As 2018 draws to a close, we’re taking a slightly more defensive position on behalf of our clients, with capital protection underpinning many of our investment decisions. Here we explain why we’ve further reduced our exposure to equities, and what we see as the key risks to economic growth going forward.
Interest rates and bond yields continue to give cause for concern
In recent months we’ve highlighted the negative effects of rising interest rates and bond yields on equity markets. Recent market volatility has given us a taste of what that might look like, and we believe we’re on the cusp of a bigger adjustment to equity prices as investors seek less risky alternatives elsewhere. Predicting when this will happen is extremely difficult, but we’re confident we’re close enough to that point to justify our defensive position.
“We expect volatility in equities to increase as the market grapples with the implications of higher bond yields and potential inflation. That means taking a slightly more cautious position on behalf of our clients.” - Philip Smeaton, Chief Investment Officer
Global economic slowdown
This year has been all about the US growth story. When the US does well, the rest of the world is pulled along. But inflationary pressures (such as wage growth due to low unemployment) are rising, which could ultimately force the Federal Reserve to further increase interest rates – a catalyst for slowing down growth. Key indicators are already showing a global economy on the turn, and the US is by no means immune to that.
The importance of valuation
When it comes to investing in equities, attractive valuations can provide a margin of safety in case longer-term expectations for a particular company prove to be incorrect. Current valuations only make sense provided elevated earnings expectations are delivered, but with the outlook for the global economy somewhat opaque, we’re yet to be convinced that current business projections are achievable.
The Sanlam view
We think it’s prudent to position client portfolios for slower growth and further volatility in equity markets. This means increasing our focus on capital protection, while continuing to find good growth opportunities without taking undue risk.
Investment view: The importance of capital expenditure
Capital expenditure (capex) is the money a business spends to fuel growth. This might be the investment in new products or infrastructure or upgrading existing infrastructure. Such expenditure is usually met with investor approval. In the year the investment is made, it appears as an asset on the company balance sheets, with the cost then spread out over the life of the asset. Assuming it is an investment well made, it will have a positive long-term impact on company growth, as new revenue and profits more than offset the costs.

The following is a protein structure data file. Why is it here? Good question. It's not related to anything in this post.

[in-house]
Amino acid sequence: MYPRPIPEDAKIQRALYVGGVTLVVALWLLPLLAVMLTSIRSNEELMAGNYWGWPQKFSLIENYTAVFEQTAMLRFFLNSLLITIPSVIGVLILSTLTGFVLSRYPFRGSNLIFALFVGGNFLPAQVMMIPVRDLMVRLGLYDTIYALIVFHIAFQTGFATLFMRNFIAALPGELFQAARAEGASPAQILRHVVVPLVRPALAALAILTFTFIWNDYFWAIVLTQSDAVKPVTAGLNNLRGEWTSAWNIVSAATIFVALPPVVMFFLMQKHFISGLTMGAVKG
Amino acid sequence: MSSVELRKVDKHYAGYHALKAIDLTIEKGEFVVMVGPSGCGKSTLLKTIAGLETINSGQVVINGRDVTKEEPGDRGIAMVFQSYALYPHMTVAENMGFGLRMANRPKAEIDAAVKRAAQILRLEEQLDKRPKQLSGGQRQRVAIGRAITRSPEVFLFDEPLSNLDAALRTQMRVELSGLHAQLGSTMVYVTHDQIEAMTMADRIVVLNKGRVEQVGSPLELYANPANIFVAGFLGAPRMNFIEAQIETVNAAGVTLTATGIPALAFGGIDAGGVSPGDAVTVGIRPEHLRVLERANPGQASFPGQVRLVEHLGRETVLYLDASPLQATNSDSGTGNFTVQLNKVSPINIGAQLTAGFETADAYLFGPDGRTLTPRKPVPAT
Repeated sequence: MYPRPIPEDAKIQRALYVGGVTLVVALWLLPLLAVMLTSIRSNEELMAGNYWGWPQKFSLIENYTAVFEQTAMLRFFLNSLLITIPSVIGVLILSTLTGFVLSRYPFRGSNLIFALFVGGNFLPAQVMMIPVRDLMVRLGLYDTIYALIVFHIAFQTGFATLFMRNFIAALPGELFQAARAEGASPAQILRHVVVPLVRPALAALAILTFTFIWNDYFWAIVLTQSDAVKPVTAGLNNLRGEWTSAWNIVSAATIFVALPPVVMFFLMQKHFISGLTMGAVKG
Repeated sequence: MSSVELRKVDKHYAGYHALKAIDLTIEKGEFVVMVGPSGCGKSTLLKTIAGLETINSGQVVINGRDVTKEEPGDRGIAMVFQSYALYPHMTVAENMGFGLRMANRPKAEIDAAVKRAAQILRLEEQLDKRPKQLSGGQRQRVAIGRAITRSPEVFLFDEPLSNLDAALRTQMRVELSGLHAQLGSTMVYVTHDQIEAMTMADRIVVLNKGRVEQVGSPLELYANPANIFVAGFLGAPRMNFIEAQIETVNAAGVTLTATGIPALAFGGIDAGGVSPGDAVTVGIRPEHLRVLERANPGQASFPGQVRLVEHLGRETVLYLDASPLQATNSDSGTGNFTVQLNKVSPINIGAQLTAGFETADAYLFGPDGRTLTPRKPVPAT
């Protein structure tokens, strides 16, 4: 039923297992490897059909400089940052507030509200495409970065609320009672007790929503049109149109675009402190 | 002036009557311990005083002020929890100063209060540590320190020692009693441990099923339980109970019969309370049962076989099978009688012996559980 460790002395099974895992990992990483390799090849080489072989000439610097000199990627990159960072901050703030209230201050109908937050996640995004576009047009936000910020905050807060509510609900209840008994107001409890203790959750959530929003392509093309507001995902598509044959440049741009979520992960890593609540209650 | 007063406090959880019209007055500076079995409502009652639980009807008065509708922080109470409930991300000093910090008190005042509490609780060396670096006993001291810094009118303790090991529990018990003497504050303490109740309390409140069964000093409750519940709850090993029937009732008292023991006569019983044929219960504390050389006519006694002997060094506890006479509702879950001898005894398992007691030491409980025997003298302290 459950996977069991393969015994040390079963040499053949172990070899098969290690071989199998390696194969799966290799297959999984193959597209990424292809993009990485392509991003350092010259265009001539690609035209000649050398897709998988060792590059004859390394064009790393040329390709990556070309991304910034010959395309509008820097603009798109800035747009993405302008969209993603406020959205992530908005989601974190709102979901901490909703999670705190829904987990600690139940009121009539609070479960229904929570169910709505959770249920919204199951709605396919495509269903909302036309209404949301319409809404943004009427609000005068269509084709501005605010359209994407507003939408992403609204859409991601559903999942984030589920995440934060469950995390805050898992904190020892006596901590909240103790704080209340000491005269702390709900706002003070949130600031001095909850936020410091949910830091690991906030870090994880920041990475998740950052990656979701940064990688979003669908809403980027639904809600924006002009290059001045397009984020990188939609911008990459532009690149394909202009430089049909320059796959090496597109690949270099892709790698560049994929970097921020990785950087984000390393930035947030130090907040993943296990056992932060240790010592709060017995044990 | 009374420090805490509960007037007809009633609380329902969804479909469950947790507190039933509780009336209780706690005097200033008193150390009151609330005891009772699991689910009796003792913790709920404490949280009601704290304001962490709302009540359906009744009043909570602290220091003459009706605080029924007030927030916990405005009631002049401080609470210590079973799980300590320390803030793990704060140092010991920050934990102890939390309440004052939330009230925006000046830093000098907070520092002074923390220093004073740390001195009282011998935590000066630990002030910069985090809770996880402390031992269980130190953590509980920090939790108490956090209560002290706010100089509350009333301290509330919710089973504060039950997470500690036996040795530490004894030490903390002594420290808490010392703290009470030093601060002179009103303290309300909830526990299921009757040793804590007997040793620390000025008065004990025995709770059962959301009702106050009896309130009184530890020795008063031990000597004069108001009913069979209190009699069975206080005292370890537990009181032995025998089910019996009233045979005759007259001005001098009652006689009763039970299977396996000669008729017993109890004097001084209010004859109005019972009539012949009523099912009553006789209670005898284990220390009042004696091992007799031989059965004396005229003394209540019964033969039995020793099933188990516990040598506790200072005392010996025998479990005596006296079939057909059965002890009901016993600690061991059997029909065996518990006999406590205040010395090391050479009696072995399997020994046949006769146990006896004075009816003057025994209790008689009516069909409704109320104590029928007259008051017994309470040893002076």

This year we’ve seen the US government hand businesses significant incentives to increase their capital expenditure. Corporation tax cuts, relatively low interest rates and an increase in fiscal spending have all had the desired effect. As you can see from the graph below, non-residential investment in the US increased by 10% last year. However, what the chart also shows is that expenditure has tailed off again.
As financial conditions become more restrictive, risks to company growth increase, as does the cost of financing it. It looks like these risks are starting to counteract the incentives, and as investment spending is one of the most volatile components of GDP, weaker investment would lead to weaker overall growth.
A word on Brexit
Last month we painted a reasonably positive picture for the UK in the face of Brexit. Manufacturing looked healthy and wage growth is on the increase, meaning consumer spending and confidence should improve.
Since then, we’ve had a tumultuous month from a political perspective, and negative media coverage has been rife. While that does nothing for consumer confidence, as investors we remain unfazed. The reality is that we invest in a globally diversified portfolio which is largely shielded from the vagaries of Brexit. We do have a small exposure to domestic UK companies, but we deem these to be solid companies with a good balance sheet.